League of Legends: Is it Legen… dary?

Is League of Legends just another Free to Play game?

I tried to avoid it.

Recommended Videos

I really did.

Then I saw they were looking for a review on League of Legends. Now I find myself checking the clock to see if I have enough time for a game. I’ve only played about five or six games, but I think I’ve gotten a good sample.

Isn’t this just another Free-to-play?

The first thing that I think of when I hear “free to play” is the never-ending grind from one level to the next. Most of these “free” Facebook games and MMOs are there to elicit cash from your pocket. Each level, you can buy new items and fight new enemies; or, in the case of Farmville, uh… new plants? The whole point in completing quests and getting better items is so your character can complete harder quests and get better items. In the end, most of these games are a time sink and, hopefully, not a money sink. 

League somehow combines the two and shreds the similarities at the same time.

Don’t get me wrong. Riot Games still asks you for your money, but it’s not like the overly obnoxious brat, “You could beat this challenge right now if you just paid us 100 fun monies!” Which is probably just as convoluted as the first Microsoft points and would probably cost you somewhere in the area of $350 US dollars.

Instead, they offer champions for a price in real money (Riot points, after you buy them) or Influence that you can earn in the game. Everything I have seen has both ways to pay for it. I have yet to find something that you can only spend your hard-earned cash on.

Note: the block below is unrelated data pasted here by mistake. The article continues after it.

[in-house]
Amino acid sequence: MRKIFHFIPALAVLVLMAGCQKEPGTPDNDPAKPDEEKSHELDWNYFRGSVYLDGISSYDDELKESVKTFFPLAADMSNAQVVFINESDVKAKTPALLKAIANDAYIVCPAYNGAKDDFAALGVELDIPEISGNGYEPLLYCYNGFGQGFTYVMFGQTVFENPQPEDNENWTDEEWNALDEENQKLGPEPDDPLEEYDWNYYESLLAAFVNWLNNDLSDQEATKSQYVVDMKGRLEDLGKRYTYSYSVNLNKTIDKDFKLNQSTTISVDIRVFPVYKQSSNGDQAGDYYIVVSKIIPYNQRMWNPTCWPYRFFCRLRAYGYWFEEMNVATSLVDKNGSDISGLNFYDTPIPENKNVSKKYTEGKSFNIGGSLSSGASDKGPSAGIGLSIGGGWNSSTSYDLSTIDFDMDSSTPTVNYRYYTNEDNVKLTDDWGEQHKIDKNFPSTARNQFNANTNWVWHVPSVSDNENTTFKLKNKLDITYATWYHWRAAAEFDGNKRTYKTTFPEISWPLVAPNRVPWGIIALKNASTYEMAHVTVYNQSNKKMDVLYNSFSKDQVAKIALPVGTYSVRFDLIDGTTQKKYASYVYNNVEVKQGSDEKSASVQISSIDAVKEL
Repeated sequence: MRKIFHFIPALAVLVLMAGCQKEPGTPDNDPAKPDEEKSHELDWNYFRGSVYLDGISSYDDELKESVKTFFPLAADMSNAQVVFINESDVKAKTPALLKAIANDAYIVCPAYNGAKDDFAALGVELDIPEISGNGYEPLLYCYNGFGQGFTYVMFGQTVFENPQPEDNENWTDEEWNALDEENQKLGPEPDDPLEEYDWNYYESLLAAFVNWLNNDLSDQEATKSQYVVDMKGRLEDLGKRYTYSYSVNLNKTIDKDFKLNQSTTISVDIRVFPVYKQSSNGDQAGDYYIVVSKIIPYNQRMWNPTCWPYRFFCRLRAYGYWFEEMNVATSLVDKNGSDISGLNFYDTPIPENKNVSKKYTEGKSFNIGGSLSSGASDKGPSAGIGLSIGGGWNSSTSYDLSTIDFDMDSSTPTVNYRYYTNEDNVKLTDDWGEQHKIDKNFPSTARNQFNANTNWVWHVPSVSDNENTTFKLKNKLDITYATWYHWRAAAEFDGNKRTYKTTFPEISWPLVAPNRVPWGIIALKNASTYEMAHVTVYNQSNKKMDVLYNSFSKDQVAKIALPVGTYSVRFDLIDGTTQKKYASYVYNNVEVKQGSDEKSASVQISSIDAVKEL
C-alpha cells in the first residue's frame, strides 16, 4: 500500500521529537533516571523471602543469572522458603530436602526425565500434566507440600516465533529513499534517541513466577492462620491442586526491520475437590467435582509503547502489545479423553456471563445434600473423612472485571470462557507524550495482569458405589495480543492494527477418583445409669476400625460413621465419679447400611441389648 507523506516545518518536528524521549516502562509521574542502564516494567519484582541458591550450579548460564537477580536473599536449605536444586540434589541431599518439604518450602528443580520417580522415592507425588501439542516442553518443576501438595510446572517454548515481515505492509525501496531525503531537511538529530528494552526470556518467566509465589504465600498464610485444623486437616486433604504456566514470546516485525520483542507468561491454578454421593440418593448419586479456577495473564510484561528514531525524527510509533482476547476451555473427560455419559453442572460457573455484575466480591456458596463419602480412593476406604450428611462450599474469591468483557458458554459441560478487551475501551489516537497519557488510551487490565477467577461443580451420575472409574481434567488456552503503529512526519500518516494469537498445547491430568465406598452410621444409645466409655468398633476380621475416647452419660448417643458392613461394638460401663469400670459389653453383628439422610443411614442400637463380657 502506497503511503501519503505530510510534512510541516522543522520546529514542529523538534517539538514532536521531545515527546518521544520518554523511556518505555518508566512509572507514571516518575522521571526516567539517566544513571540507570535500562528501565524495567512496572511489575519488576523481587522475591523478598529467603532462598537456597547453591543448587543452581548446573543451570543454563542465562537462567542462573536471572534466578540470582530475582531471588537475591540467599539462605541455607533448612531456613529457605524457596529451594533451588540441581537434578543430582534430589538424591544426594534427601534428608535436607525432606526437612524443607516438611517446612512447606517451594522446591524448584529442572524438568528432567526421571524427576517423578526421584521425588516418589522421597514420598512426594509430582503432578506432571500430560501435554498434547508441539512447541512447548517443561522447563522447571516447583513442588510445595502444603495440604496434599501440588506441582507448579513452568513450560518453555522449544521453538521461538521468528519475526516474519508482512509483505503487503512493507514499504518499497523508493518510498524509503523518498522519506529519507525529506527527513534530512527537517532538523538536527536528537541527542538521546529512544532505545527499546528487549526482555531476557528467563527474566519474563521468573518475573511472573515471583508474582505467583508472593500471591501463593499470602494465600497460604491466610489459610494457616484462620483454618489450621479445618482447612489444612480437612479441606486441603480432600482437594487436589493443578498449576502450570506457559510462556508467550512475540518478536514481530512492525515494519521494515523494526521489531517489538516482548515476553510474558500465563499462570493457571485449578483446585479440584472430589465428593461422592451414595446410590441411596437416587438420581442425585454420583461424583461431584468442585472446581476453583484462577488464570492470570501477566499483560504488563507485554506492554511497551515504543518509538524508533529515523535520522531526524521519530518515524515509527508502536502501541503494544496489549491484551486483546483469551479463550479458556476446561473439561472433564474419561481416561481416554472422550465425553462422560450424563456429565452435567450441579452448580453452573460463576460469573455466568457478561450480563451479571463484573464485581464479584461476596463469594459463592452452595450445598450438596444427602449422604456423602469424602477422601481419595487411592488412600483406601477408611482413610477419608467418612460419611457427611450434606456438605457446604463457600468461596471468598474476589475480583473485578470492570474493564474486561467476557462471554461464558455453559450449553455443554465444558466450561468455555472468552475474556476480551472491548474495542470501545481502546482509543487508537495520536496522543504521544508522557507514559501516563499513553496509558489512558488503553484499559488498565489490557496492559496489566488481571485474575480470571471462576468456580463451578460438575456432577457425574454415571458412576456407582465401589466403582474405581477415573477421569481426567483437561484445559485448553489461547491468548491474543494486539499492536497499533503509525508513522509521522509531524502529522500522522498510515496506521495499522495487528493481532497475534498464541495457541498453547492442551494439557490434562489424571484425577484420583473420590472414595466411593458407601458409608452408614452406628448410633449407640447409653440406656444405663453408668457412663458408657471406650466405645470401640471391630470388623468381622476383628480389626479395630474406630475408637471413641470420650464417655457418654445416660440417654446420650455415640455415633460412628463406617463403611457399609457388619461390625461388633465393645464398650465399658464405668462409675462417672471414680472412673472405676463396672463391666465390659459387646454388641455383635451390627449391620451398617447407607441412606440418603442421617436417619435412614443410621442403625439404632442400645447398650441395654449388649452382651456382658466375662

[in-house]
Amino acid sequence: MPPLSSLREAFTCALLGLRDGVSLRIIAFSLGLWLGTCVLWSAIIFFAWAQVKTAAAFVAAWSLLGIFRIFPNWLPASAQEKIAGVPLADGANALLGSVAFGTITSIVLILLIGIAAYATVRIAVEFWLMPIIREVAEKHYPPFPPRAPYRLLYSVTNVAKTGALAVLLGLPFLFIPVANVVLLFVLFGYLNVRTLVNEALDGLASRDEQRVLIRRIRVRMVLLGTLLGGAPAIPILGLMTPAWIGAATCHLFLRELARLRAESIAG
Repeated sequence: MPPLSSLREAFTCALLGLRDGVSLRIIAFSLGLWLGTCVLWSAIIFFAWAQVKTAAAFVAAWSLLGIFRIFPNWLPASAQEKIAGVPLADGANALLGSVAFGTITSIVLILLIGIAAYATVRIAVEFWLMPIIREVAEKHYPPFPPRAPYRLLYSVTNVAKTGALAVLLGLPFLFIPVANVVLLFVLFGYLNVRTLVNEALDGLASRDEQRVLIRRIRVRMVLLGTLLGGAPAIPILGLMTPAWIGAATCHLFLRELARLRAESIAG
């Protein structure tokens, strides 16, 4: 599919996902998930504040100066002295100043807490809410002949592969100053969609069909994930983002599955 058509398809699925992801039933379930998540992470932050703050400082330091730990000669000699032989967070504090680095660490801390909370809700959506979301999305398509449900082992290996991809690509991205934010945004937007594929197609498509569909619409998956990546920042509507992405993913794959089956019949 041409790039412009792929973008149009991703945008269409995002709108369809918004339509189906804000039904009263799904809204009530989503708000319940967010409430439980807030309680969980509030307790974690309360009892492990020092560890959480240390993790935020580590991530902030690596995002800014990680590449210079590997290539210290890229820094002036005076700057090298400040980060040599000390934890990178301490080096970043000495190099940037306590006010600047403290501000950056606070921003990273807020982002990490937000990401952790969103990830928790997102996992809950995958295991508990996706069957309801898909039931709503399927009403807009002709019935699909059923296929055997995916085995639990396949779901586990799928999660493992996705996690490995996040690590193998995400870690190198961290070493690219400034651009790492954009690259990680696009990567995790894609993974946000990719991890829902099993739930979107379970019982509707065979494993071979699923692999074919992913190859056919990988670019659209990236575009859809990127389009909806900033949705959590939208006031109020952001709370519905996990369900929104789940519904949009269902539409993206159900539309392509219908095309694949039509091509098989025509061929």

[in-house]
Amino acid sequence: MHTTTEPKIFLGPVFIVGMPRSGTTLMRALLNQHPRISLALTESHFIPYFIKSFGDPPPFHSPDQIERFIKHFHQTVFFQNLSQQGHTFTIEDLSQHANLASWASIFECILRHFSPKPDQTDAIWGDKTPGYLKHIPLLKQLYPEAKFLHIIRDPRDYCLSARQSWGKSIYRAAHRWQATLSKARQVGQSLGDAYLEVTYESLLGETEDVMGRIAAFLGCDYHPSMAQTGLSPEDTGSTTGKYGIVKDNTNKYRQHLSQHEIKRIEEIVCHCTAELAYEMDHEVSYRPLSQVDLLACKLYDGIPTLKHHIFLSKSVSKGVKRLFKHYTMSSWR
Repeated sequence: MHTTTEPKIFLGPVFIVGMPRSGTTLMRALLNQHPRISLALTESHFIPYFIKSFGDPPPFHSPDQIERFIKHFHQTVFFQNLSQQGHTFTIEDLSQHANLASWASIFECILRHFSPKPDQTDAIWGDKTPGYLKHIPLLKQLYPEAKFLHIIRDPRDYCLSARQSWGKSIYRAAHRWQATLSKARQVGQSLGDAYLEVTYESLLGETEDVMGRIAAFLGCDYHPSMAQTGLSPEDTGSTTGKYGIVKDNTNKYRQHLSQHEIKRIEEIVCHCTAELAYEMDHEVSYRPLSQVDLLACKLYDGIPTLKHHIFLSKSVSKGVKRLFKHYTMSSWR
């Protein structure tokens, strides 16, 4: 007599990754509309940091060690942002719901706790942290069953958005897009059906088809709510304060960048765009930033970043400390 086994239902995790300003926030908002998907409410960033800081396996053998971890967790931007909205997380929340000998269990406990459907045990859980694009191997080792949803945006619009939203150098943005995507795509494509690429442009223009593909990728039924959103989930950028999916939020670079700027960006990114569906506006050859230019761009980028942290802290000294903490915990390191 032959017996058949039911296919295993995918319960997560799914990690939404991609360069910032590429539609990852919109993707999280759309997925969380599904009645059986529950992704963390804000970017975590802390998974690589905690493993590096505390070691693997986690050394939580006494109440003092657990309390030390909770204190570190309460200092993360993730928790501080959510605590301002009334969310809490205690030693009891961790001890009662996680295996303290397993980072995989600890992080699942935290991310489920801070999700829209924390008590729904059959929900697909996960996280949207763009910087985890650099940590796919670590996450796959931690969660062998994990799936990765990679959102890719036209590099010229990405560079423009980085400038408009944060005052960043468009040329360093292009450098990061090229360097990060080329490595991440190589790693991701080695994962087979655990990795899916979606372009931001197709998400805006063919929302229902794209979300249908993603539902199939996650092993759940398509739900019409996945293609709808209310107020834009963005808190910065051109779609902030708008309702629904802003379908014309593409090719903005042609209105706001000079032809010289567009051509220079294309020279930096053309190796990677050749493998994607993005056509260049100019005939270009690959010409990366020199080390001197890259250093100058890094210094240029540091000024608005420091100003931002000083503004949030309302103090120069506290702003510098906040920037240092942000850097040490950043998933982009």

The first few games I played were the demos and the walkthroughs, which are pretty solid for teaching you how the game works and, most importantly, how to kill your opponents.

The gameplay reminds me of one of my little favorite games, X-Men: Legends. Each champion has a stable of powers that they will gain access to throughout the game. As you level in the game, you will be able to pick new attacks or strengthen the ones you already have.

When you kill opposing champions, towers, or grunts, you gain gold. This gold can be used to buy items while the bloodbath is going on right outside.

Here on the game is where Riot tricked me.

Keep in mind, I had only played the walkthroughs and one game versus the bots at this point. When I went into the next game, I picked the same champion I had used before. Surely, I would be in a group with higher level equipment and champions, therefore, I would need a champion I had already worked on. To my surprise, when the game loaded, I was back at level 1. At first, I was a little upset. All that work I had put into the character was gone. I had to start over. I had to buy items again. I had to level up my skills again.

Was this a glitch? No, this was part of the game and now, I got it.

This is where League of Legends shines against its free to play counterparts. It’s a Real Time Strategy game where you control a champion and attempt to level up and gain better items.

The catch is, you lose all that stuff each time you play.

Wouldn’t that be maddening? It’s just part of the game. You still gain some benefits for playing more often and winning more often. You get the option to buy some of the champions permanently instead of playing with the free ones that get rotated in and out every few months. You can add runes and masteries, which are subtle advantages. Nothing like the “Super bird” in Angry Birds that just lets you beat the level in one shot. A lot of the rune and mastery bonuses that I have seen are less than a percent increase at my level. You can buy new skins for your champions, and give them a cooler outfit that’s different from the one your opponent with the same character has.